These will help to prompt your readers that if they’ve enjoyed your content, they know where to find you on social media and to also share your content.
With the support of avid fans, you’ll find your reach will go a lot further a lot faster. Social media can be a tool to help you achieve a solid launch for your content each time.
You’ll find there are already some default sharing options at the end of your articles that allow your readers to quickly and easily share with their friends, family or colleagues. You could also consider adding some social icons within your content so that people can find how to connect with you on social media.
Much like creating engagement across social media, creating engagement on your blog can be beneficial to your marketing reach as well.
By encouraging people to comment and share their insights and opinions on your article, you’re fostering a sense of community. You’re building a connection with your audience that will translate into them feeling more involved with your writing and carrying on the discussion.
Comments are also another nice indicator to Google that your content is noteworthy. If people feel compelled to write comments on your articles, that’s a clear sign that your content is worth engaging with and relevant to searchers.
You can adjust your comment system within your blog settings. If you would like to allow comments but don’t know how much time you’ll be able to spend managing the discussion, you can add moderation to your comments. You can simply tick the comments you’d like to approve and delete the ones you feel don’t add value to your post.
Many people consider meta data to be one of the difficult parts of SEO. It really needn’t be.
In essence, your meta title and meta description are simply used to tell Google and other search engines how you would like to display your page in their search results.
You can enter your meta data in the page options for your blog post.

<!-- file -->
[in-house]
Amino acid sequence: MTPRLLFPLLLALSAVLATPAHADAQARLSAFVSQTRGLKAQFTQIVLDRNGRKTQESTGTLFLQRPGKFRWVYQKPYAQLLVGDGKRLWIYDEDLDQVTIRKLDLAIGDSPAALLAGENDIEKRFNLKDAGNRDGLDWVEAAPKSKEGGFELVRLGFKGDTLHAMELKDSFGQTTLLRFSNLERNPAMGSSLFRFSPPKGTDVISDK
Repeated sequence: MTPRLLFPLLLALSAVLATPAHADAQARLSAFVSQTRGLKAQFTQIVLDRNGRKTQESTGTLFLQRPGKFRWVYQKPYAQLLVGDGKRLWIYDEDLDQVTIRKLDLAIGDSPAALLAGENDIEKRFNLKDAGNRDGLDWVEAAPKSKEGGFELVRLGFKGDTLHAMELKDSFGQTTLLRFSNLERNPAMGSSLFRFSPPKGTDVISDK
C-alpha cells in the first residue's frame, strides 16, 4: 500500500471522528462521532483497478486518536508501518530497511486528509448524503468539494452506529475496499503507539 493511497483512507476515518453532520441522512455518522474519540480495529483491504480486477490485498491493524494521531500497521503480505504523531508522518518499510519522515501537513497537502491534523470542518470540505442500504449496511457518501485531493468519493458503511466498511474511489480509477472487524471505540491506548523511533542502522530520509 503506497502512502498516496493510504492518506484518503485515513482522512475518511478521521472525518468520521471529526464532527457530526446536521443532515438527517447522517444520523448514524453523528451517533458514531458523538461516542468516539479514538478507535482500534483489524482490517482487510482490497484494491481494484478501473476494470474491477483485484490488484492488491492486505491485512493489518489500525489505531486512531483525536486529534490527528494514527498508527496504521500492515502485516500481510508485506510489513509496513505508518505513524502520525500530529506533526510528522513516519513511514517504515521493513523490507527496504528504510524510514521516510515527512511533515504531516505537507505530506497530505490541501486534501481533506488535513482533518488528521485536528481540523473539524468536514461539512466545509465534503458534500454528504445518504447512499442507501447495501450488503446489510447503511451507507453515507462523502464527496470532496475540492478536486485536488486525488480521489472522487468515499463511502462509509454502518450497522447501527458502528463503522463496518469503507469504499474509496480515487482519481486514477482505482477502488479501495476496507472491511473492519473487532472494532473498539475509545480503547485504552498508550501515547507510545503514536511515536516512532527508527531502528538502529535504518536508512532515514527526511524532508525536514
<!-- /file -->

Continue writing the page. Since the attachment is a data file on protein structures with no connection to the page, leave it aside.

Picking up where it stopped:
If all you do is add a unique and descriptive meta title and a description of what’s on your page, you’ve taken the first step to optimising your page’s meta data.
You can take this a step further by adding in your keyword to your title and description. This indicates to search engines what the page is about and how relevant it is to a searcher’s query.
Writing good meta data takes time and many iterations to find what works best for your pages. You can find out how to improve your meta data in our complete guide.
You’ll find the options for OpenGraph data (or OG Tags) where you entered your meta data. The two are very similar. Where meta data tells search engines how to display your page in their results, OG Tags tell social media platforms how to display your page when it’s shared.
OG Tags are much less focused around keywords than meta data so they should be approached a bit differently.
OG Tags should catch the eye of your audience and encourage them to click through. They need to be snappy and catchy in order to pull someone away from scrolling and engage with your content.
Feel free to experiment with a few different ideas. Again, writing perfect OpenGraph data won’t happen the first time round. You’ll need to try a few things to gauge what works.
You can find out how to improve your OpenGraph Data in our dedicated help guide.
Utilising these tips, you’ll be able to optimise your blog post so that you’ll consistently get more exposure for all the hard work you’ve put into writing it.
With practice, you’ll see your results gradually start to improve with each and every post you publish, as well as across those you’ve already optimised and continue to adjust with data.
You can use the checklist below to make sure your blog post is optimised across the board each time: